Ninety-eight percent of the original Broadway cast returns to reprise their roles, with two new additions. Lane and Broderick have natural chemistry together, with Bloom’s exaggerated expressions and innocent naiveté offset well by Bialystock’s subtle performance and wordly know-how. Gary Beach, a Tony award winner for his role of the cross-dressing director Roger DeBris, and Roger Bart, DeBris’s “common-law assistant” Carmen Ghia, are charming and witty in their openly gay (and openly clichéd) roles. I also think DeBris and Ghia are a perfect contrast to Bialystock and Bloom’s not-quite-as-obvious relationship, but I tend to read too deeply into such things.

Uma Thurman, the first of the new additions, plays the Swedish sexpot secretary, Ulla, and serves little purpose other than feminine sex appeal, shaking about and showing off her assets proudly. Personally, I found the character quite dull and boring, having as much personality as the flashy and pearl-clad dancers. Fuhrer-smitten neo-Nazi playwright Franz Liebkind (Will Ferrell) adds his usual broad style of humor to the role, fitting in perfectly with the exaggerated musical. Having viewed only a little of his SNL career, I was surprised how well he performed. Though the brainwashed-Nazi is a natural fodder for laughs, Ferrell adds a subtle layer to the character, very nearly making him sympathetic.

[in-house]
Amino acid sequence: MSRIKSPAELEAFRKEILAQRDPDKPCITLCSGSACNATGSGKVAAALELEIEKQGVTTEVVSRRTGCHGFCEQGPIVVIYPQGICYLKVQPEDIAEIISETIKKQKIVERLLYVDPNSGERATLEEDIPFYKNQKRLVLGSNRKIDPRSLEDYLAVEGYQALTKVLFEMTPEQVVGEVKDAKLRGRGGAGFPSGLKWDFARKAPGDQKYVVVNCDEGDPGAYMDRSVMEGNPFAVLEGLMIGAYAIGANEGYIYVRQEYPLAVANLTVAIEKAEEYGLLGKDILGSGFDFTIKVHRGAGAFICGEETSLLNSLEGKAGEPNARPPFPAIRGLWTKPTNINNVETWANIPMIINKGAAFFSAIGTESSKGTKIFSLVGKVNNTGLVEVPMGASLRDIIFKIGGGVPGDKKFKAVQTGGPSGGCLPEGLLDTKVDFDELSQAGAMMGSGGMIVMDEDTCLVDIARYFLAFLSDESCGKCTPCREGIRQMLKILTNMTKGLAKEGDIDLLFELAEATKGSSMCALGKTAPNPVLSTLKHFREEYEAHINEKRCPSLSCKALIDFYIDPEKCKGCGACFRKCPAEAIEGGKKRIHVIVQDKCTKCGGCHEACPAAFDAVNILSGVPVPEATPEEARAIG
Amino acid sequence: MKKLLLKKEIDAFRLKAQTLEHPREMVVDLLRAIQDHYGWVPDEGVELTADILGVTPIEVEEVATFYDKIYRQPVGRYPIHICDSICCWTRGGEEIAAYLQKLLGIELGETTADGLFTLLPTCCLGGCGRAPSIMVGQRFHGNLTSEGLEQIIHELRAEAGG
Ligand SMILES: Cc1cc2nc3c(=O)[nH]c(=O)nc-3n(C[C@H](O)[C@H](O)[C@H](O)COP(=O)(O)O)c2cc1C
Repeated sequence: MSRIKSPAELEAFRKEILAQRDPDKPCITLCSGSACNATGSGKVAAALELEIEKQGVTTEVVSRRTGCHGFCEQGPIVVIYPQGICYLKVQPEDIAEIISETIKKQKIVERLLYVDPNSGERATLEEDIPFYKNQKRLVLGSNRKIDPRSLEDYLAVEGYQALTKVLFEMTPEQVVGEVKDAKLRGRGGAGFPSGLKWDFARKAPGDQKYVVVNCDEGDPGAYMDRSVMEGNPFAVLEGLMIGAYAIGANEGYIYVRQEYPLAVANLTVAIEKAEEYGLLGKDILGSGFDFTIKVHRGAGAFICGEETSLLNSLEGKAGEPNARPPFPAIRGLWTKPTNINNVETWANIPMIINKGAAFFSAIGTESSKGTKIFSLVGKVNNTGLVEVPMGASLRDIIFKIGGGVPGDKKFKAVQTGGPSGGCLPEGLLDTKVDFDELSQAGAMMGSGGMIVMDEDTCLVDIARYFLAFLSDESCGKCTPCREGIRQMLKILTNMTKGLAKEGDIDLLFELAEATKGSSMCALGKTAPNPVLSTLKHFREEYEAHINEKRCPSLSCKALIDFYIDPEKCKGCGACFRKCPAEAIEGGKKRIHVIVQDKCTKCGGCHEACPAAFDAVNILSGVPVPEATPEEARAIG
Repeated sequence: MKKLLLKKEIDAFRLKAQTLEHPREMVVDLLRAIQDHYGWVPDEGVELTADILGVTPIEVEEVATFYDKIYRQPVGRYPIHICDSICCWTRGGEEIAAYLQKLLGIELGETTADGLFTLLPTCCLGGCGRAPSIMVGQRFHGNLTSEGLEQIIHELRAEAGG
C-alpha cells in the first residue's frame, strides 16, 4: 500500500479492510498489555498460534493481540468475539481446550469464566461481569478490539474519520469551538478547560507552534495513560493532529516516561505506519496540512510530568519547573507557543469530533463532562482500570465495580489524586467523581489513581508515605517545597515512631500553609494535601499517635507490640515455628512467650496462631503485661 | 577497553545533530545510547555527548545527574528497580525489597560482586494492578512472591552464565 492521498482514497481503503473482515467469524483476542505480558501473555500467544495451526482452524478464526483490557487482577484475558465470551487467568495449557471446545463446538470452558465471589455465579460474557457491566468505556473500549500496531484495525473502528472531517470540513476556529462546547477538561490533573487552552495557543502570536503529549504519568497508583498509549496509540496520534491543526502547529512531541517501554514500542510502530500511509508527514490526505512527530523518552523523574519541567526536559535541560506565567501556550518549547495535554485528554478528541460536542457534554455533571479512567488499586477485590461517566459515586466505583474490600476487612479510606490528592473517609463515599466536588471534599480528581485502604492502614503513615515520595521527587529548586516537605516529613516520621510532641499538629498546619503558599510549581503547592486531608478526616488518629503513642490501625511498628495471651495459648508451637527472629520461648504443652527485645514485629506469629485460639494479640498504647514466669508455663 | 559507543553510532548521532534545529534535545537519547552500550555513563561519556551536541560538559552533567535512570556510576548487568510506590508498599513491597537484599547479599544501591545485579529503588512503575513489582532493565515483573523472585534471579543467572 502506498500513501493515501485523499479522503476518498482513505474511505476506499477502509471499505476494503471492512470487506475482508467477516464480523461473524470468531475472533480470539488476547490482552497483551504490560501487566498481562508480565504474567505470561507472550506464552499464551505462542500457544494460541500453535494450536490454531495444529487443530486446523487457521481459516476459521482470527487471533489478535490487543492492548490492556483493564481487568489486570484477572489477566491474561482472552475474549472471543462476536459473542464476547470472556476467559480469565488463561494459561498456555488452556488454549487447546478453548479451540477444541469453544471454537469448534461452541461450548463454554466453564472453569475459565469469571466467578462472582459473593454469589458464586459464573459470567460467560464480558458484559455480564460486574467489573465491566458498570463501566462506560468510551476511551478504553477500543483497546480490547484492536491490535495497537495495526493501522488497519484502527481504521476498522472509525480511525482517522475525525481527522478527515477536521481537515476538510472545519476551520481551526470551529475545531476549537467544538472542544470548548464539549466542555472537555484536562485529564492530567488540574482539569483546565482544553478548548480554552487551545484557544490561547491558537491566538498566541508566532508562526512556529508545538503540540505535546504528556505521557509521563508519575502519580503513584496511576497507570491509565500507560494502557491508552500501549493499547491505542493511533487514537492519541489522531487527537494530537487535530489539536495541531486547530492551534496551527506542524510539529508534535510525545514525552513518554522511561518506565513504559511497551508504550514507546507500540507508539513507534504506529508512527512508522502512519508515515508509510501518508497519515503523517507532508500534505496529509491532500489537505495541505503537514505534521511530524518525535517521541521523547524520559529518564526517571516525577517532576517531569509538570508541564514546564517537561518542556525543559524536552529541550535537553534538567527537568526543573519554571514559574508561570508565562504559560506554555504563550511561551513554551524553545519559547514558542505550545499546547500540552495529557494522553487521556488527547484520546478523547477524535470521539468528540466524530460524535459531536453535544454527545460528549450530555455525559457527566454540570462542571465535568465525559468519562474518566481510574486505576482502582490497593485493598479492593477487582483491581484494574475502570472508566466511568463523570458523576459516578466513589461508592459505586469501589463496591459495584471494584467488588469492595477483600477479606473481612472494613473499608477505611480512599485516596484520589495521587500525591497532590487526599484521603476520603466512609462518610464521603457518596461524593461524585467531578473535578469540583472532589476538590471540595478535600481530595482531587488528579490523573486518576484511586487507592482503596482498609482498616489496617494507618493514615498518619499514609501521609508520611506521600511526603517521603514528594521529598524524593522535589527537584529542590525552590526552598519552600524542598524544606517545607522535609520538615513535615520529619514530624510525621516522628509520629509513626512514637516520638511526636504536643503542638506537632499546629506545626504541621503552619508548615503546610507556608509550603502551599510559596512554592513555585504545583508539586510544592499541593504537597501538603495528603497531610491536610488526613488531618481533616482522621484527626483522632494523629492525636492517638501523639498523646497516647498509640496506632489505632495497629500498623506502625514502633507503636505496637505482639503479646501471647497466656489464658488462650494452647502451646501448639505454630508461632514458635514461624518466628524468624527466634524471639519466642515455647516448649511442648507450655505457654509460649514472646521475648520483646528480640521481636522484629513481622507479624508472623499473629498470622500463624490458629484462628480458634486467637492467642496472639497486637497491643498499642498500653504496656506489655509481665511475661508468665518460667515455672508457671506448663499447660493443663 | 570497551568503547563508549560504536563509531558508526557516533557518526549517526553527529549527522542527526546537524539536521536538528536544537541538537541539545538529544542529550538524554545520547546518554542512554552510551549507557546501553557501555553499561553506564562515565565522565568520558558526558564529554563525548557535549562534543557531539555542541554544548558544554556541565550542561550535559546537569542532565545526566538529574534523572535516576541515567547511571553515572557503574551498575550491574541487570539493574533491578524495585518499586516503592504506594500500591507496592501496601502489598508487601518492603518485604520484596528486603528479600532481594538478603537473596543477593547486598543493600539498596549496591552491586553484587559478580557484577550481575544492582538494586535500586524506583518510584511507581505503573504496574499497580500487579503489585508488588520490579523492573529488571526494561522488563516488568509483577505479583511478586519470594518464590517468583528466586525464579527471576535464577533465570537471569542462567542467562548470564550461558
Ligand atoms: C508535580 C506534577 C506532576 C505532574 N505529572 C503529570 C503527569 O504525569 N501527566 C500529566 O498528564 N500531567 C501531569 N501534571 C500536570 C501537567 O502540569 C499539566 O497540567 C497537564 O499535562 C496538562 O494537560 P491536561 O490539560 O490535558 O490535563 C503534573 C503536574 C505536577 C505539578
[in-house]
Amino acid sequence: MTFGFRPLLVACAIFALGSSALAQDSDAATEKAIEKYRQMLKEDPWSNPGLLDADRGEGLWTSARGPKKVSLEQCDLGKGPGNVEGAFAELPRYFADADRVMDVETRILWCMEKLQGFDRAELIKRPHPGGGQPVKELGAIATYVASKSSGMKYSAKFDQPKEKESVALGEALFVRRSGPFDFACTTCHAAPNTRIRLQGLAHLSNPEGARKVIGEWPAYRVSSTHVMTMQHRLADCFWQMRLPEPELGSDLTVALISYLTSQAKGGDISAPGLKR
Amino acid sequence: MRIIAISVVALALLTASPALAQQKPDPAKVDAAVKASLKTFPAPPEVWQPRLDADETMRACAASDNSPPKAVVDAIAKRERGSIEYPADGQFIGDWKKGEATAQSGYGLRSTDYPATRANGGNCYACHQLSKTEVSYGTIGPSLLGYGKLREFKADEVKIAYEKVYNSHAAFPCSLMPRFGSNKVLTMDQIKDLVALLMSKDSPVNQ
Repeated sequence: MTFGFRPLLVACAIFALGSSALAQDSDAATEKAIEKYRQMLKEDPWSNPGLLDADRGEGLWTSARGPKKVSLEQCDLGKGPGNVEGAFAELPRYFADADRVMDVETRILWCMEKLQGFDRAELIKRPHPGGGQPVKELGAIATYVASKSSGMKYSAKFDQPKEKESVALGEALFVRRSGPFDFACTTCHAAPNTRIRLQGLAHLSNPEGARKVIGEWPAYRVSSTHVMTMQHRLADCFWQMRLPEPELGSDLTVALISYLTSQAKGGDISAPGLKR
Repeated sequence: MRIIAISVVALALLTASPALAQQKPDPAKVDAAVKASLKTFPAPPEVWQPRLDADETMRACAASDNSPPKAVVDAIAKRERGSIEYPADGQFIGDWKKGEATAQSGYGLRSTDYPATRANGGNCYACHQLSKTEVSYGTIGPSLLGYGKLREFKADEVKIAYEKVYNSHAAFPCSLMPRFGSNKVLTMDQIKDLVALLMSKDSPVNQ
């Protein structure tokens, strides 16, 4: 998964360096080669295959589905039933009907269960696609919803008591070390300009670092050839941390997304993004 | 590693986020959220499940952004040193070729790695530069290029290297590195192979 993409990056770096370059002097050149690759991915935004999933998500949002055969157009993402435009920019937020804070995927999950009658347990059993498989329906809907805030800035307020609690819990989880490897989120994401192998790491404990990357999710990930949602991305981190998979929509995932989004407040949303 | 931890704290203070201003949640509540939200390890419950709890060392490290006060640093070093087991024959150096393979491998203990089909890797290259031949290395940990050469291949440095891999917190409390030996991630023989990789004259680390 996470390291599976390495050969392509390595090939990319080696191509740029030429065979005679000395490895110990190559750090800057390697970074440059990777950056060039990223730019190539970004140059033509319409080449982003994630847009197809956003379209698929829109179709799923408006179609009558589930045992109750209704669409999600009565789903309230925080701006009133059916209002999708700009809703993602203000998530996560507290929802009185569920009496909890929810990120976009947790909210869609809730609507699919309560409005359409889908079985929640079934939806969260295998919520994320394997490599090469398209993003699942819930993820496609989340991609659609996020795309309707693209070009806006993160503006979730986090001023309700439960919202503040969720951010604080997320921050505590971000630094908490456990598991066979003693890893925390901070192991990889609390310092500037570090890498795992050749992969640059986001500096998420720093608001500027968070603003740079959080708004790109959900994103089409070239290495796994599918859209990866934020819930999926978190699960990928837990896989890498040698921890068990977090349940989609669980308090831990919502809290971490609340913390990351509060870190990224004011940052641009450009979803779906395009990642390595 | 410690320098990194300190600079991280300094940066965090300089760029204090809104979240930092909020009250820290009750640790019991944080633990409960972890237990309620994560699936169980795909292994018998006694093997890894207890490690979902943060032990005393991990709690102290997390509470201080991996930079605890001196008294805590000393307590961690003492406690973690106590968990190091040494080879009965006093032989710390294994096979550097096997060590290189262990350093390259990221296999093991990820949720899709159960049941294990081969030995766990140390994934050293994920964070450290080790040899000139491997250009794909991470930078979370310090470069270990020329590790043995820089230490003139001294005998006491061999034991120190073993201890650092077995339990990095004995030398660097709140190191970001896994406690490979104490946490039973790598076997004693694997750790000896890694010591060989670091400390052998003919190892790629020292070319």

Susan Stroman, who also choreographed and directed the stage production, relies on a static camera throughout, giving the film a very theatrical feel. It is essentially the play put on film with the added benefit of close-ups, multiple locations, and just a touch of editing and color enhancement to make it all work.
8 / 10 stars
Rating: movie reviewed rating
The widescreen transfer is bright and colorful, though sometimes a bit too gaudy; then again, given the overall theatrical tone, that’s to be expected. Dialogue is clear throughout, never muffled, and same goes for the songs. All in all, a perfect transfer, and I did not notice any defects.